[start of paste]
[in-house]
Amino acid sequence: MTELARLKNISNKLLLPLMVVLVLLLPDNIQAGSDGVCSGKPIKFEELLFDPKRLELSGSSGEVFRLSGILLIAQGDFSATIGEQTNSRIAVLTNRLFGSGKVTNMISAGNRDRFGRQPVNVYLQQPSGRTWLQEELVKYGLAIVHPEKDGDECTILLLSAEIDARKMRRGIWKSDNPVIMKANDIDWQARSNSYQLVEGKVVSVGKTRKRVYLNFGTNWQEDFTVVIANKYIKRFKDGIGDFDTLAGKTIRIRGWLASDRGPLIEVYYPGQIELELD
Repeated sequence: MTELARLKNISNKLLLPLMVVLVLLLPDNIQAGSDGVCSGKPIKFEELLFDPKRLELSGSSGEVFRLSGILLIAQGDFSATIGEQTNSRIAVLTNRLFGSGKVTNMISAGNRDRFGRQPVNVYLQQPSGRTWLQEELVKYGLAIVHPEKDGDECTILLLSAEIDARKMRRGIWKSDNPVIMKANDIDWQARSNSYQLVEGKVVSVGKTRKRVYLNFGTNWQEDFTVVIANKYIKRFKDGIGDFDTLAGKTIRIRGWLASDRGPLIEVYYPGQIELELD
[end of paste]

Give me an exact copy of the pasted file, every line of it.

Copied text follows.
[in-house]
Amino acid sequence: MTELARLKNISNKLLLPLMVVLVLLLPDNIQAGSDGVCSGKPIKFEELLFDPKRLELSGSSGEVFRLSGILLIAQGDFSATIGEQTNSRIAVLTNRLFGSGKVTNMISAGNRDRFGRQPVNVYLQQPSGRTWLQEELVKYGLAIVHPEKDGDECTILLLSAEIDARKMRRGIWKSDNPVIMKANDIDWQARSNSYQLVEGKVVSVGKTRKRVYLNFGTNWQEDFTVVIANKYIKRFKDGIGDFDTLAGKTIRIRGWLASDRGPLIEVYYPGQIELELD
Repeated sequence: MTELARLKNISNKLLLPLMVVLVLLLPDNIQAGSDGVCSGKPIKFEELLFDPKRLELSGSSGEVFRLSGILLIAQGDFSATIGEQTNSRIAVLTNRLFGSGKVTNMISAGNRDRFGRQPVNVYLQQPSGRTWLQEELVKYGLAIVHPEKDGDECTILLLSAEIDARKMRRGIWKSDNPVIMKANDIDWQARSNSYQLVEGKVVSVGKTRKRVYLNFGTNWQEDFTVVIANKYIKRFKDGIGDFDTLAGKTIRIRGWLASDRGPLIEVYYPGQIELELD